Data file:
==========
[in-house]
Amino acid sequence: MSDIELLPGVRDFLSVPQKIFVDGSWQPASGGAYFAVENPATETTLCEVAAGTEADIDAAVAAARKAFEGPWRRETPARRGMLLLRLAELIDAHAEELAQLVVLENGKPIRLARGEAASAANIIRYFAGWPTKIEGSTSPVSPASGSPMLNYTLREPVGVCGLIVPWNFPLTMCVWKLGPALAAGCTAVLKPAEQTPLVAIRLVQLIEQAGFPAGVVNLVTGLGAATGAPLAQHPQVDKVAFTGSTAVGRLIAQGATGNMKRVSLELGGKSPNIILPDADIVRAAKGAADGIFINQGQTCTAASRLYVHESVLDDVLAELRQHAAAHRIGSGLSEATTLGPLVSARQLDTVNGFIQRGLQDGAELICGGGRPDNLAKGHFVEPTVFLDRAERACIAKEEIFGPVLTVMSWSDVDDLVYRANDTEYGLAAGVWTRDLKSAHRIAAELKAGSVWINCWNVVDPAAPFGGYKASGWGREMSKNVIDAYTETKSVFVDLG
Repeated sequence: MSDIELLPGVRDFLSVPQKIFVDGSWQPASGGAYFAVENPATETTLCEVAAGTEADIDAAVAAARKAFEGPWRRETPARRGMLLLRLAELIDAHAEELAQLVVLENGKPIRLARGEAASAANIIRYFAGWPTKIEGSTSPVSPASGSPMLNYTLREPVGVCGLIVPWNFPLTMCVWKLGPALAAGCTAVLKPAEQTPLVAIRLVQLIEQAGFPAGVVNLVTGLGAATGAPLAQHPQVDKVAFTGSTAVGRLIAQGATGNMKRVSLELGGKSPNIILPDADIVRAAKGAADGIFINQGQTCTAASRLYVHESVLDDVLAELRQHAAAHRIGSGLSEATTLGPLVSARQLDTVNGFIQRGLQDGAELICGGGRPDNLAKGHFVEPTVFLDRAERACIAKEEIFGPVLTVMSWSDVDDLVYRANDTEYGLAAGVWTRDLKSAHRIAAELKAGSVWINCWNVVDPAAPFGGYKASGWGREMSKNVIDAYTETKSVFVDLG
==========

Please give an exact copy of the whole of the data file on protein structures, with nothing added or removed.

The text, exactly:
[in-house]
Amino acid sequence: MSDIELLPGVRDFLSVPQKIFVDGSWQPASGGAYFAVENPATETTLCEVAAGTEADIDAAVAAARKAFEGPWRRETPARRGMLLLRLAELIDAHAEELAQLVVLENGKPIRLARGEAASAANIIRYFAGWPTKIEGSTSPVSPASGSPMLNYTLREPVGVCGLIVPWNFPLTMCVWKLGPALAAGCTAVLKPAEQTPLVAIRLVQLIEQAGFPAGVVNLVTGLGAATGAPLAQHPQVDKVAFTGSTAVGRLIAQGATGNMKRVSLELGGKSPNIILPDADIVRAAKGAADGIFINQGQTCTAASRLYVHESVLDDVLAELRQHAAAHRIGSGLSEATTLGPLVSARQLDTVNGFIQRGLQDGAELICGGGRPDNLAKGHFVEPTVFLDRAERACIAKEEIFGPVLTVMSWSDVDDLVYRANDTEYGLAAGVWTRDLKSAHRIAAELKAGSVWINCWNVVDPAAPFGGYKASGWGREMSKNVIDAYTETKSVFVDLG
Repeated sequence: MSDIELLPGVRDFLSVPQKIFVDGSWQPASGGAYFAVENPATETTLCEVAAGTEADIDAAVAAARKAFEGPWRRETPARRGMLLLRLAELIDAHAEELAQLVVLENGKPIRLARGEAASAANIIRYFAGWPTKIEGSTSPVSPASGSPMLNYTLREPVGVCGLIVPWNFPLTMCVWKLGPALAAGCTAVLKPAEQTPLVAIRLVQLIEQAGFPAGVVNLVTGLGAATGAPLAQHPQVDKVAFTGSTAVGRLIAQGATGNMKRVSLELGGKSPNIILPDADIVRAAKGAADGIFINQGQTCTAASRLYVHESVLDDVLAELRQHAAAHRIGSGLSEATTLGPLVSARQLDTVNGFIQRGLQDGAELICGGGRPDNLAKGHFVEPTVFLDRAERACIAKEEIFGPVLTVMSWSDVDDLVYRANDTEYGLAAGVWTRDLKSAHRIAAELKAGSVWINCWNVVDPAAPFGGYKASGWGREMSKNVIDAYTETKSVFVDLG